Just look at the hard bodies on a soccer field or basketball court and you know that team sports are physically demanding. Probably the biggest difference between activities such as running, cycling, basketball and soccer is where you put your body: On the field of play, you’ll be moving not just forward and back or up and down, but side to side, on the diagonal and twisting in two directions. This results in a deeper, more varied functional fitness.
The combination of running, jumping, diving, throwing and catching that many team sports require naturally helps you improve balance and become aware of your body’s position in space. In this way, explains Eric Sternlicht, PhD, president of Simply Fit, a nutrition and exercise consulting firm in Los Angeles and an assistant professor of kinesiology at Occidental College, it’s a form of functional fitness — training that gets your body in shape for the activities of real life. Knowing how to safely slide into a base during a softball game, for example, might help you avoid injury if you slipped and fell on a wet floor.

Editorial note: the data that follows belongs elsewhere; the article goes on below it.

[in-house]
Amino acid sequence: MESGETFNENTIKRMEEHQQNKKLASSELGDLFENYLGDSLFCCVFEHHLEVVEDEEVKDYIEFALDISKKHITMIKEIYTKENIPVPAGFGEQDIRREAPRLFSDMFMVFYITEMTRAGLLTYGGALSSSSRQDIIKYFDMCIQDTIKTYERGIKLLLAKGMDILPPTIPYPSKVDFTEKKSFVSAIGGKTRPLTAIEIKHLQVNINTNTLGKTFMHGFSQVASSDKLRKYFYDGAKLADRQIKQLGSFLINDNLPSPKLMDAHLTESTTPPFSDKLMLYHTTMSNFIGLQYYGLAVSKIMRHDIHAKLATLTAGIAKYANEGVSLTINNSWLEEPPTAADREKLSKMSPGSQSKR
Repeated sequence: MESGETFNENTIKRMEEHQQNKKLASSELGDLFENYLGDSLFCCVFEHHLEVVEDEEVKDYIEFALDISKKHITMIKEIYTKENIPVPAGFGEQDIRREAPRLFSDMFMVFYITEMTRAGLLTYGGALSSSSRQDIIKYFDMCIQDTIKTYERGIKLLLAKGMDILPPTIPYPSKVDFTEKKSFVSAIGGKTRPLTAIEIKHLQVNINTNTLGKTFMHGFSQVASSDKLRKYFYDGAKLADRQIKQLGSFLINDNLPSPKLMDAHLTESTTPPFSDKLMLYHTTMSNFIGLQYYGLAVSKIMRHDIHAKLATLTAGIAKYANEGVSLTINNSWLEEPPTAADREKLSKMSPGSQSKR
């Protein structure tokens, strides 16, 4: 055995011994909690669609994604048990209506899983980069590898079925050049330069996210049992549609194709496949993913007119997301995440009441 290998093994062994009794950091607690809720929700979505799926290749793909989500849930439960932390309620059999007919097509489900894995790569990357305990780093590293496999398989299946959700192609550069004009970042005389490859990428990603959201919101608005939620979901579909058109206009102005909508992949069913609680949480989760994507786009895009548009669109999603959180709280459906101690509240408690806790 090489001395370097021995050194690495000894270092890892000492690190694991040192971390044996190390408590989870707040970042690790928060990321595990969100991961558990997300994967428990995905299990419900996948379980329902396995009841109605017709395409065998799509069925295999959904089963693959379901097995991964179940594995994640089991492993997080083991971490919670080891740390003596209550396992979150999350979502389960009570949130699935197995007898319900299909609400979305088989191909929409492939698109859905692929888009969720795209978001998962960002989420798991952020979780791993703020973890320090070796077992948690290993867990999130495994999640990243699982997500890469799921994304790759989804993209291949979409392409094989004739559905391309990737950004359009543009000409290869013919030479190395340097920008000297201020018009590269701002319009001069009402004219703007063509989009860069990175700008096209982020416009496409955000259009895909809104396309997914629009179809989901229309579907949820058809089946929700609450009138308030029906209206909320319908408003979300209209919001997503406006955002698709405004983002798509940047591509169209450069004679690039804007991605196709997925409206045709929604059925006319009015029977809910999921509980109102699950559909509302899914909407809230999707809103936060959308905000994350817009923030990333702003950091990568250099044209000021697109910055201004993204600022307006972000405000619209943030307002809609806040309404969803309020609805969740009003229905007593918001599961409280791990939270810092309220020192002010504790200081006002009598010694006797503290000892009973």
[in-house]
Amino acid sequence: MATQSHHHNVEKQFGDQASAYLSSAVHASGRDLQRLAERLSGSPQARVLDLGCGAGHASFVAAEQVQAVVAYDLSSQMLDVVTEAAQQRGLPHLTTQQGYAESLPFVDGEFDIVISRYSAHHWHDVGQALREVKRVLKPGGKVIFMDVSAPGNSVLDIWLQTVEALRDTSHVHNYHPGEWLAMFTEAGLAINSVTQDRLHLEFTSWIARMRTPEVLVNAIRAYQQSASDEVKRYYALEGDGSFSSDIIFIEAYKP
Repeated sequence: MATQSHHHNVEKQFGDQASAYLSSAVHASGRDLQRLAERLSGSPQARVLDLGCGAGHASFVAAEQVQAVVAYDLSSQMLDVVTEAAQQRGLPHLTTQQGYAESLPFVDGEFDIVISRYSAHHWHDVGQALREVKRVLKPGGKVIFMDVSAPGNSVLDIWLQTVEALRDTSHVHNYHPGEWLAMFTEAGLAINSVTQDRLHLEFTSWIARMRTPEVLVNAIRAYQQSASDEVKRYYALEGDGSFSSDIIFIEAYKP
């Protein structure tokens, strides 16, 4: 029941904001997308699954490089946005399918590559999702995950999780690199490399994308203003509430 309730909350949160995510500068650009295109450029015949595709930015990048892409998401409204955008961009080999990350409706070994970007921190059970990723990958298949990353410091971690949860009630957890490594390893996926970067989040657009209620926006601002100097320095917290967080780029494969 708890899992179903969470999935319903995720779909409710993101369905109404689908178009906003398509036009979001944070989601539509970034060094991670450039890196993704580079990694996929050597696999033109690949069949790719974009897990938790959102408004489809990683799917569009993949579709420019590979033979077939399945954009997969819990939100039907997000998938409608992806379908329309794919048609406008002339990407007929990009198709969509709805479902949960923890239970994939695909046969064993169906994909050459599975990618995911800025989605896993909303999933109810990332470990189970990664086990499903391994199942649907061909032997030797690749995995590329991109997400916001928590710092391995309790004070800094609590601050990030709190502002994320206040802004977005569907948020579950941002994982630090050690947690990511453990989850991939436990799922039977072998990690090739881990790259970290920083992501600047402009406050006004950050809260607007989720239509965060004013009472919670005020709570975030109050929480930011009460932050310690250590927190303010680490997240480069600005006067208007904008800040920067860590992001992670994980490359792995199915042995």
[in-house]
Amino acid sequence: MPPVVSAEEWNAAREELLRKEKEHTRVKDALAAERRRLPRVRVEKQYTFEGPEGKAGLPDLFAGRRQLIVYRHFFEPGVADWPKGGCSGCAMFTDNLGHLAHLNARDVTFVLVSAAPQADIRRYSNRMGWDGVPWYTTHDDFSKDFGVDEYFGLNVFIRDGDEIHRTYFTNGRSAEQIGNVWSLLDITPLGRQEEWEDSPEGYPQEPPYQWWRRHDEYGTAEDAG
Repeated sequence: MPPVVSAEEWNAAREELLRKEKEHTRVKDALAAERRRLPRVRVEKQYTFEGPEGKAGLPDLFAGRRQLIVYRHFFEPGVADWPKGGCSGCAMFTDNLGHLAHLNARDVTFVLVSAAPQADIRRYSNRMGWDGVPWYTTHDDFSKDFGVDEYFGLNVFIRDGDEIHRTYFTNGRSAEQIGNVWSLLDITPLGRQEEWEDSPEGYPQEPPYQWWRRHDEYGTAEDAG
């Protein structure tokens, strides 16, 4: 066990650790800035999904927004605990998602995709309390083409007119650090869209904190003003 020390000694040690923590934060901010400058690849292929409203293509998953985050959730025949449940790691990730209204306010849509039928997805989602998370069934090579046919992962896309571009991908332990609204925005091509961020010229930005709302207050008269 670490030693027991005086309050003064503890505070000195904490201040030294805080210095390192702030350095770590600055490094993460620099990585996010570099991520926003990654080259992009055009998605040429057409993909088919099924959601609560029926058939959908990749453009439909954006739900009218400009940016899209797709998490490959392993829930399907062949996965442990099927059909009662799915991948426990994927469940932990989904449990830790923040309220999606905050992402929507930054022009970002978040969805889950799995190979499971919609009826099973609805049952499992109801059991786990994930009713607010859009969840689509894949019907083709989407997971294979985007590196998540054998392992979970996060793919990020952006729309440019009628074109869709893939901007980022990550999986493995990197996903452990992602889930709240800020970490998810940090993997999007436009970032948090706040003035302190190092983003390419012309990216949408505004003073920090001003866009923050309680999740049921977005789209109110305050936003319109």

You’ll also train at different intensities and speeds and broaden your fitness base. “When you’re working at a fixed intensity, you tend to develop and strengthen only one system — like the heart’s ability to deliver oxygen but not the muscles’ ability to utilize it,” Sternlicht says. “During a game, you get spikes of activity, and you end up recruiting and training different muscle fibers at varying intensities, which can help with endurance, stamina, power and strength.” As an added bonus, you’ll be expending more calories (so long as you keep moving) because you’re playing at a more competitive intensity overall.
To find out how specific team sports can challenge your body, mind and spirit, read “The Scorecard” below. Armed with these details, you’ll be in a better position to decide which ones are likely to suit your skills. Then take the plunge: Try one or two and see how you do, and what you like. Pretty soon you’ll be asking if your friends can come out and play.